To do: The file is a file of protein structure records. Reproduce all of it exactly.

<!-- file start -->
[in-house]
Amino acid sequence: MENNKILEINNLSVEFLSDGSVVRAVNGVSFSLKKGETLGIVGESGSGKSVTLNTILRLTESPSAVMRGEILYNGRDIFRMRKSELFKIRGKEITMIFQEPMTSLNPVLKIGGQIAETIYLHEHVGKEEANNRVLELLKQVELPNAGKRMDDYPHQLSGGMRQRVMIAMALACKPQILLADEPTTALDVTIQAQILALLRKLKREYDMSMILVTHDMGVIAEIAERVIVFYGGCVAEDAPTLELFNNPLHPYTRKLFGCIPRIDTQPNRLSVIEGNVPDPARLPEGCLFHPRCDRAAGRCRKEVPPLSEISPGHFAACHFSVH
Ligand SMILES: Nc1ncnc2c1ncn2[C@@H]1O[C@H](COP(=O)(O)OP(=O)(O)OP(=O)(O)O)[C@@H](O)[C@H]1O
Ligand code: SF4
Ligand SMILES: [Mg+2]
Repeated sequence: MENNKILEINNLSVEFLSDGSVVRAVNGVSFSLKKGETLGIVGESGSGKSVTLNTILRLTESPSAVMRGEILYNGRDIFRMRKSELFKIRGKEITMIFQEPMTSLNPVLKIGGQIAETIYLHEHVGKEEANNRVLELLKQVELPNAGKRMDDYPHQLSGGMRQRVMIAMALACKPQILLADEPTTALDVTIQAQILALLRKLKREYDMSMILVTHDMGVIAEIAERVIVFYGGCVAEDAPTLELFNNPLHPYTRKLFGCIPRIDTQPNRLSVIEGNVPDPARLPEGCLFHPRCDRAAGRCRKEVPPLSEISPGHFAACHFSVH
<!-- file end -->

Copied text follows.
[in-house]
Amino acid sequence: MENNKILEINNLSVEFLSDGSVVRAVNGVSFSLKKGETLGIVGESGSGKSVTLNTILRLTESPSAVMRGEILYNGRDIFRMRKSELFKIRGKEITMIFQEPMTSLNPVLKIGGQIAETIYLHEHVGKEEANNRVLELLKQVELPNAGKRMDDYPHQLSGGMRQRVMIAMALACKPQILLADEPTTALDVTIQAQILALLRKLKREYDMSMILVTHDMGVIAEIAERVIVFYGGCVAEDAPTLELFNNPLHPYTRKLFGCIPRIDTQPNRLSVIEGNVPDPARLPEGCLFHPRCDRAAGRCRKEVPPLSEISPGHFAACHFSVH
Ligand SMILES: Nc1ncnc2c1ncn2[C@@H]1O[C@H](COP(=O)(O)OP(=O)(O)OP(=O)(O)O)[C@@H](O)[C@H]1O
Ligand code: SF4
Ligand SMILES: [Mg+2]
Repeated sequence: MENNKILEINNLSVEFLSDGSVVRAVNGVSFSLKKGETLGIVGESGSGKSVTLNTILRLTESPSAVMRGEILYNGRDIFRMRKSELFKIRGKEITMIFQEPMTSLNPVLKIGGQIAETIYLHEHVGKEEANNRVLELLKQVELPNAGKRMDDYPHQLSGGMRQRVMIAMALACKPQILLADEPTTALDVTIQAQILALLRKLKREYDMSMILVTHDMGVIAEIAERVIVFYGGCVAEDAPTLELFNNPLHPYTRKLFGCIPRIDTQPNRLSVIEGNVPDPARLPEGCLFHPRCDRAAGRCRKEVPPLSEISPGHFAACHFSVH